By definition, my software is specific to the same industry - it was written with this company in mind, albeit intended as a temporary solution. I should have considered (say) 15 years ago that it was rock solid, and spent a little time tidying up loose ends that I hadn't worried about when I wrote it (because "temporary solution") - and actually tried marketing it to that industry, and perhaps making it a little more generic and tried pushing it beyond.

All these years later, most software would be expected to do things I hadn't considered all those years ago,(in addition to which I'm no longer set up for programming on Windows (and it would probably need to be rewritten from scratch in a more modern language*) so it's definitely too late.

* It was written in VisualBasic 5 or 6 - I forget which. The last version after MS had taken over the language, but before they MSed it up. :)

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Vince M Hudd - Soft Rock Software

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Master Book-keeper

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RE: Those moments when you utter "FFS"


Thanks for explaining Vince. I didn't know how sage imported the data.

 

 



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John 

 

 

 Any advice given is for general guidance and professional advice should be sought applicable to your circumstances.



Master Book-keeper

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FFS.

Increasing numbers of ignorant ********* in evidence
https://www.book-keepers.org.uk/t65726532/help-required/

https://www.book-keepers.org.uk/t65720405/double-entry-on-the-sale-of-id-trade-receivebles-to-a-3rd-pa/

https://www.book-keepers.org.uk/t65700791/reconciliation-of-private-healthcare-nominal-account

https://www.book-keepers.org.uk/t65711090/quickbooks-help/

all since 15th

Appropriate new piccie methinks

no please nor thank you nor even an ack.jpeg

 

 



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Joanne  

Fallows Hall Ltd 

Winner - Bookkeeper of the Year 2015, 2016 and 2017

Thoughts are my own/not to be regarded as official advice,which should be sought from a suitably qualified Accountant.

 



Expert

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"Thanks for explaining Vince. I didn't know how sage imported the data."

No probs - I suspected as much.

For the record, an import facility in ANY software is one where you can the point the software to/at external data, possibly in an intermediate format such as CSV, and tell it to load that in and turn it into something the software understands. (Albeit with some restrictions - the external source must actually contain data that would make sense to the software!)

What you described for VT, to me, is not really an import facility: It's an input facility which you are 'leveraging'* into an import facility by the method you outlined.

* I hate the word leverage as a verb. You lever something, that's the verb, while you apply leverage, a noun. But it's not even 9am on a Sunday and I can't think of a word that works better in that sentence. Or maybe it's very gradually growing on me. :)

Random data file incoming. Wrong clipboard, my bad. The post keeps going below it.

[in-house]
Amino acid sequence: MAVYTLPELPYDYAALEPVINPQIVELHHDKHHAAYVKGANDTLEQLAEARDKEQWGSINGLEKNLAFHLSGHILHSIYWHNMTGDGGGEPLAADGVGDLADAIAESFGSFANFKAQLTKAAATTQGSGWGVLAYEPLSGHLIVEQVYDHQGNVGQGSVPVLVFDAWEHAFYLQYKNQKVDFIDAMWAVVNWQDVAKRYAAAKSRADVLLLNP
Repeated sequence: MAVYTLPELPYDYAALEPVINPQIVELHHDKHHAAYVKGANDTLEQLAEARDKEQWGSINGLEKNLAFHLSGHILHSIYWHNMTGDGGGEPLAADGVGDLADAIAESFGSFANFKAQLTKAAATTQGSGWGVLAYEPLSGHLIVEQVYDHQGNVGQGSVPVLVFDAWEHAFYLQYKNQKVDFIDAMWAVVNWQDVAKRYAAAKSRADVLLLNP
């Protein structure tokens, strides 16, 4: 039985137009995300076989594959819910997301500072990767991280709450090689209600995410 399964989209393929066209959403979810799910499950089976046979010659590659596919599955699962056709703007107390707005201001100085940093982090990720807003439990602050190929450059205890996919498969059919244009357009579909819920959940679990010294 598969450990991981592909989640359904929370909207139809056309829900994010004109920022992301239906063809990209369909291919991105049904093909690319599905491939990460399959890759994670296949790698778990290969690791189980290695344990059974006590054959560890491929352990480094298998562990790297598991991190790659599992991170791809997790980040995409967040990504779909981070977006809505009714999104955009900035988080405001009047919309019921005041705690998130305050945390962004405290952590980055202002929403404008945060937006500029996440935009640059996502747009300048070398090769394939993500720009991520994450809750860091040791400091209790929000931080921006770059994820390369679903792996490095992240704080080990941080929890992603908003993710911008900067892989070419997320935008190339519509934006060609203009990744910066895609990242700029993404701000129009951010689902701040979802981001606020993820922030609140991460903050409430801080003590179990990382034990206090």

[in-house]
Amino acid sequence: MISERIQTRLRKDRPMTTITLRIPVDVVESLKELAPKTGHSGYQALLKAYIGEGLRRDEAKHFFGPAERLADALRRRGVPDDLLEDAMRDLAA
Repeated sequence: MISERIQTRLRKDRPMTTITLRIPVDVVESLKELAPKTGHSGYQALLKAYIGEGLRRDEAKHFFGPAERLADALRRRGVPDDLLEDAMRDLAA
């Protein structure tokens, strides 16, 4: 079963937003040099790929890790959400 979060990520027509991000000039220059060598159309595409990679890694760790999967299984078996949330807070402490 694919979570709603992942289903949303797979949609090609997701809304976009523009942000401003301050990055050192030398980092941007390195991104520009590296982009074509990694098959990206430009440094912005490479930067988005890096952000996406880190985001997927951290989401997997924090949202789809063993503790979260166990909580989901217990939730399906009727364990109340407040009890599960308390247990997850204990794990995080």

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Vince M Hudd - Soft Rock Software

(I only came here looking for fellow apiarists...)



Expert

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Those moments when you utter


Wedging. That would have been better.

Wedging an import facility into what is really an input facility.

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Vince M Hudd - Soft Rock Software

(I only came here looking for fellow apiarists...)



Guru

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I think I would drive you ......... I know how to do things, but struggle with terminology. It frustrates the hell out of my hubby, so i just blame it on my blonde moments... lol, in my head I know, in practice I know, but sometimes verbalising is way off base.

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Frauke
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Expert

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I can't get either of the two pieces of MTD software to work! Gah! FFS!

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Vince M Hudd - Soft Rock Software

(I only came here looking for fellow apiarists...)



Master Book-keeper

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What are you using Vince?


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Joanne  

Fallows Hall Ltd 

Winner - Bookkeeper of the Year 2015, 2016 and 2017

Thoughts are my own/not to be regarded as official advice,which should be sought from a suitably qualified Accountant.

 



Expert

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Those moments when you utter "FFS"


Hi Joanne,

 

(Deleted my initial reply - this would probably be better in a separate MTD help thread)



-- Edited by VinceH on Wednesday 31st of July 2019 11:08:48 AM

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Vince M Hudd - Soft Rock Software